Feena also confesses that she has been pissing painfully for more than two weeks now - for some reason she thinks I want to know such details of her private life. In the city, at the doctor's, Feena found out why it burns when she takes a piss. She thinks Crash gave her herpes, if not the first time then one of the other times, she thinks, she can't be sure if it was him. Too many guys.
In an echo I can hear Crash laughing about the backpacker chicks he says he has sent home with a "permanent Bondi souvenir".
Feena bursts into tears. She flies home the next morning, but she has to be at the airport by 6am, but she doesn't have enough money to get a taxi or even a bus, nothing for drinks on the flight home, or touristy shit for her little brother, nothing for food on the nine hour stopover in Osaka.
"Please help me," she begs, but I don't have any money to give her. The screenplay is finished, the wannabe British movie producer hasn't been heard from since he received the last draft. I'm working in a bar, but the shifts are few and far between, as the summer ends, and the tourists leave, the work dries up. The real estate has told us we have to be gone from this apartment soon, a few weeks at the most, the owner has big plans for the renovations and wants to get started as soon as the loan goes through. I tell Feena to help herself to whatever food she can find, but there's not a lot of that either, maybe some plain rice and porridge and bayleaves and cinnamon and prehistoric pasta. A bottle of soy sauce. Somewhere.
Feena goes back out to sell all the CDs that have soundtracked her Bondi Summer Dreaming to a second hand record shop. She'll probably get enough for a bus ride to the airport, a meal there, maybe an 'Australia Is Awesome' t-shirt for her little brother from one of the tourist junk shops there.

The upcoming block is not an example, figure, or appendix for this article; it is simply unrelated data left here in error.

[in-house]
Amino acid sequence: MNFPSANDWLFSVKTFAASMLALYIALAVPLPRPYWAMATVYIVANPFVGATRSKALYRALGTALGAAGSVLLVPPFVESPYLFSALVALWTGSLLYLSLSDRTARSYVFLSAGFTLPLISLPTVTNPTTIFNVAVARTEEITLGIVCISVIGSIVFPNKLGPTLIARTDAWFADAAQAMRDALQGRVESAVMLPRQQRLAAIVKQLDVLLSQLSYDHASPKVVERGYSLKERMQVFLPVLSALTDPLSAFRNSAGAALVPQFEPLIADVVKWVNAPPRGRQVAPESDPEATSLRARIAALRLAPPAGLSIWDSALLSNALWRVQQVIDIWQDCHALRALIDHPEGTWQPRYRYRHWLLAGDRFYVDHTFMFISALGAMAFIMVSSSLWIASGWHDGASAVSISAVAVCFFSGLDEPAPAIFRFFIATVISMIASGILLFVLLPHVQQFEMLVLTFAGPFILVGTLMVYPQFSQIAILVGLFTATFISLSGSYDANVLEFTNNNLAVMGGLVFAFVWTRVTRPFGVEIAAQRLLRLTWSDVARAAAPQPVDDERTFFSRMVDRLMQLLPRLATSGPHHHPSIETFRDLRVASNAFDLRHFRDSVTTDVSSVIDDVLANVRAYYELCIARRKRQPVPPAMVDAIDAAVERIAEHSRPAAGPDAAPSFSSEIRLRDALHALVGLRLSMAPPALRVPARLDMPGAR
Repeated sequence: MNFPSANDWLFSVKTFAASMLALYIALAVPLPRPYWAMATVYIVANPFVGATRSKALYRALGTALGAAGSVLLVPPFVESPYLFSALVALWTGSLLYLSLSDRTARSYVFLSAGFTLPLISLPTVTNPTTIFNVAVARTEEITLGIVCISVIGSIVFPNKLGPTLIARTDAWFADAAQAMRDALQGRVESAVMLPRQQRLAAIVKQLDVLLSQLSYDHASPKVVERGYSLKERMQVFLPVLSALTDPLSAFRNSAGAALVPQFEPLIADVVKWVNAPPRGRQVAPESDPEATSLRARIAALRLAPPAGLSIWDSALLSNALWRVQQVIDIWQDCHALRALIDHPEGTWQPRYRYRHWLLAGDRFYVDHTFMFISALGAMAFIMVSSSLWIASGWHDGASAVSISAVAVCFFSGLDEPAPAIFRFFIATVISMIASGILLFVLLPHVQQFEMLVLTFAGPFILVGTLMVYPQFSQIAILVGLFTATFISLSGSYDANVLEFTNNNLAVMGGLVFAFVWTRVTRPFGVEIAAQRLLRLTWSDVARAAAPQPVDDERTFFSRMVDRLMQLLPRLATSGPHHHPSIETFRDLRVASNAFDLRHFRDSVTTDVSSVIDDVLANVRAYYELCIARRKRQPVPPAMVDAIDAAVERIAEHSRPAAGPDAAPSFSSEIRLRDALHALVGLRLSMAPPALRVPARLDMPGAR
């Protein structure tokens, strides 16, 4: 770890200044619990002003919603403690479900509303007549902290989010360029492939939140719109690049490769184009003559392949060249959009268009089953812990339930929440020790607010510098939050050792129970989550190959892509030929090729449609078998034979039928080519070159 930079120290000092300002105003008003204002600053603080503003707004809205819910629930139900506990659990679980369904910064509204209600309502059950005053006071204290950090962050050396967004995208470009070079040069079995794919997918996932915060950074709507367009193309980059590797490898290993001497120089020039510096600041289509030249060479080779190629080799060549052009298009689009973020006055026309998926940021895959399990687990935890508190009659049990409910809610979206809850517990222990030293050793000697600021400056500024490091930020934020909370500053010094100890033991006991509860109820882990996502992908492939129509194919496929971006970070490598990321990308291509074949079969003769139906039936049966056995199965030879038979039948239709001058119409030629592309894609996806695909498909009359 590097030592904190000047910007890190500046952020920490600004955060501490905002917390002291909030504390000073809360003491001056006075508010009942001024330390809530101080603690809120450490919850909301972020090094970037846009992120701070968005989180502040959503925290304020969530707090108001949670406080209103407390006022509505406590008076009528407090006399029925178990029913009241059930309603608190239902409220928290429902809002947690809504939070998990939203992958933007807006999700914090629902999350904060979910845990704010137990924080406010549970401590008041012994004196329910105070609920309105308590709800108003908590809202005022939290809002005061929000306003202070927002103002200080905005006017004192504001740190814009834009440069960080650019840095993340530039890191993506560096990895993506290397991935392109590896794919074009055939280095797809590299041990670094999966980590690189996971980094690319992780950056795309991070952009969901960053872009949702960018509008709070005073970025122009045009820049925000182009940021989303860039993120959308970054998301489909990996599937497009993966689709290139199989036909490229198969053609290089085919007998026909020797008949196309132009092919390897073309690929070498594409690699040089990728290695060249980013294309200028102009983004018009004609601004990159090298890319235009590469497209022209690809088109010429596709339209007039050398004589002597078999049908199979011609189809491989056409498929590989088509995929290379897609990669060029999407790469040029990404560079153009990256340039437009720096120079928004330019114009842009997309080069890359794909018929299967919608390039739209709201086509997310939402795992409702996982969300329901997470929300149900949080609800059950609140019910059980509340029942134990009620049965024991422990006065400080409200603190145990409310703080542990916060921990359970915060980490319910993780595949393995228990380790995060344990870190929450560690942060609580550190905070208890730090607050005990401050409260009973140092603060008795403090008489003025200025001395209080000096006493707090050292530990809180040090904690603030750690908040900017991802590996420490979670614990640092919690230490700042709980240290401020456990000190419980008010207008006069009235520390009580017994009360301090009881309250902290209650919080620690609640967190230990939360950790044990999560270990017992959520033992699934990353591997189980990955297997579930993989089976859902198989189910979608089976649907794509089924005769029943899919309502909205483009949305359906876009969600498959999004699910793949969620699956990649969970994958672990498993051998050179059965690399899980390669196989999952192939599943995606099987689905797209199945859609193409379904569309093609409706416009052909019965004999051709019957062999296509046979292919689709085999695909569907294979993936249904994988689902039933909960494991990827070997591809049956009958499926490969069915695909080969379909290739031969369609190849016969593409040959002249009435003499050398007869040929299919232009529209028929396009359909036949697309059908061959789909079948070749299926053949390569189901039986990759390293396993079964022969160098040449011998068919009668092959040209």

She's cleaned out.
"I sold the car my dad brought me before I left to come here," Feena says. "I quit my job, I gave up my apartment...I gave all my furniture to my friends....I don't have anything left. My father said I have to work for him to pay him back for the credit cards. I have to move back home again...."
She sags under the weight of the reality she will soon have to deal with.
"I thought I'd meet some nice guy and stay in Australia and get married."
I nod, shrug, watching the surf from the window, waiting.
She leaves with her bag full of CDs.

Feena's crying again as I lug her huge suitcase down the stairs and out to the street. She sold all her CDs and the guy in the record shop took enough pity on her and gave her an extra $20. It's enough to exchange a bus ride for a taxi.
The coming dawn is blood red, peaking through the black night, eerily beautiful.
The taxi driver stands by his car, staring at us, impatiently drumming his fingers loudly on the metal.
"I don't want to go home...." Feena mumbles, but I'm still half-asleep, so it's sort of like dreaming. "I hate it back there. I want to stay here...."
She's about to say something else, but I open the back door for her and give her a quick hug goodbye. Feena promises to write and come back to Sydney soon, but it's doubtful if she'll do either. And who really cares anyway? People drift in and out of your life, some stay longer than others, the rare few become true friends.
She slept in my bed last night, I was out on the futons. I think of her lying scungy on the sheets, riddled with Crash's super herpes, and I wonder if I should wash them or burn them.